Lululemon’s insane $1,560 per/sq ft of revenue is directly related to execution across the other links in the system – the company boasts 45% growth in online commerce, a deep investment in customer service, and meticulously targeted content marketing. It's also why the company just spent $500m purchasing Mirror, a connected home fitness platform. The fitness experience was underserved by lululemon. Because they view each part of the customer journey as an opportunity to strengthen the brand experience, they moved to close the gap.
Playing the weak link game. Identify the gaps
The companies that understand how to play the weak link game will continue to outperform the ones that don’t. Its not just optimizing the best “player” – it's about strengthening the entire system to better the holistic experience for the customer. Why? Because information flows freely now. Reviews, ratings, rankings are all shaped by exposure customers have with your business across all domains. Having a solid digital experience is a priority, as is creating the right tools for self-serve.
But interestingly, the knife cuts both ways. Online retailers like Harry’s, Casper and Peloton have all had to strengthen their weakest link, physical retail, in order to drive customer acquisition. Hello Fresh, an online meal-kit service has built a big business with offline tactics. One of their secret weapons? Direct-mail.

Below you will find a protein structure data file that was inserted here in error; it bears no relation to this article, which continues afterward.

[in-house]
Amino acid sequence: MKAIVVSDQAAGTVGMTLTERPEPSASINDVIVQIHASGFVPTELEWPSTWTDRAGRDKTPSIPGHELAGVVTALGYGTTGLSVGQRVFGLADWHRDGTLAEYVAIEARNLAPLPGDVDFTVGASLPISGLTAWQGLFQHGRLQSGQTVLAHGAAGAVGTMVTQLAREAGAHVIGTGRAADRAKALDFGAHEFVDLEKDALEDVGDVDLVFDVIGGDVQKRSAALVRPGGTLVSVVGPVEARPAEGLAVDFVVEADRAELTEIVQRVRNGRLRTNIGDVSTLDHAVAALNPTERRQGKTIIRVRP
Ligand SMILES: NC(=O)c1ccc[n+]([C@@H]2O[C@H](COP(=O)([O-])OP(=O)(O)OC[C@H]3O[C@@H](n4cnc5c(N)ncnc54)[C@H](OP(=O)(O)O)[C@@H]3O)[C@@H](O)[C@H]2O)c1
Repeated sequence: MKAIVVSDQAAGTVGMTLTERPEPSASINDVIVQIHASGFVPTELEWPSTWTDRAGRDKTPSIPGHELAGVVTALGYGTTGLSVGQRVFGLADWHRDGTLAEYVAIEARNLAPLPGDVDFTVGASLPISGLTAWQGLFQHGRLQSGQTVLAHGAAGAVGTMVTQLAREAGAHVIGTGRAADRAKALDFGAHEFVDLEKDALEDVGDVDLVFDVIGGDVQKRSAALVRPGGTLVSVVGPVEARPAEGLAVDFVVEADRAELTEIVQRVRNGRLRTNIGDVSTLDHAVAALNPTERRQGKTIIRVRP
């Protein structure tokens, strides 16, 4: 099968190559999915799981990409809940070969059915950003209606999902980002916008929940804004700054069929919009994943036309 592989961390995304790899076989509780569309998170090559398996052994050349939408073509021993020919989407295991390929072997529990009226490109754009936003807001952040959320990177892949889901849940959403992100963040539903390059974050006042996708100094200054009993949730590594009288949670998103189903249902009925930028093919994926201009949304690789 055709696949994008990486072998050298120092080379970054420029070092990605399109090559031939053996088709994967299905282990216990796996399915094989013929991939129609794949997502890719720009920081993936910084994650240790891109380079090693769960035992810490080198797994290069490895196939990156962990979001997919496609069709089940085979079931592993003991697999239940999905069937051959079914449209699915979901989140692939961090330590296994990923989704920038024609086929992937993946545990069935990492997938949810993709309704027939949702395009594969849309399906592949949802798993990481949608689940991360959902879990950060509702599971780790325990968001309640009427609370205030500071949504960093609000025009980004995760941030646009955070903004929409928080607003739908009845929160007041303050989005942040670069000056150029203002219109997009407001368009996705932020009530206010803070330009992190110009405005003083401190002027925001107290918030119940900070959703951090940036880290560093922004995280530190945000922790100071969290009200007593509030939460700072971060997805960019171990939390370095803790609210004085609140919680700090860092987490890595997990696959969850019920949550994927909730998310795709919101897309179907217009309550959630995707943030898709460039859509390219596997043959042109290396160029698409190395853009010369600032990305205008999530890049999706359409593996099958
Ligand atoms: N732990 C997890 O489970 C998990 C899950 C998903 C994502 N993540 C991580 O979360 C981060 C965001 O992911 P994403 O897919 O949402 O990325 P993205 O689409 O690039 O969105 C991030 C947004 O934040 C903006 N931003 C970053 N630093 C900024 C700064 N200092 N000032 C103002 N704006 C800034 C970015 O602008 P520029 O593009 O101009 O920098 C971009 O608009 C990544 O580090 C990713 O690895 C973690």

Now its important to give a caveat here – I am not advocating that companies should aspire “be the best at everything.” That’s impossible. But rather that leaders work hard at not being especially bad at any link in the system. Good can be good enough. The best lens to identify what to focus on and what to avoid is simple - just ask “what directly erodes the customer experience the most?”. That will dictate your priority. These tradeoffs are what makes good strategy hard (and effective when done well).
A big opportunity exists for companies to think through their individual competitive environments and seek out links in the system that could be improved. The gains from optimizing a strong link are often less than focusing on improving the capabilities of your weakest.
Allocate and prioritize on system-wide excellence – and maybe bring a soccer ball with you to your next planning meeting as a reminder.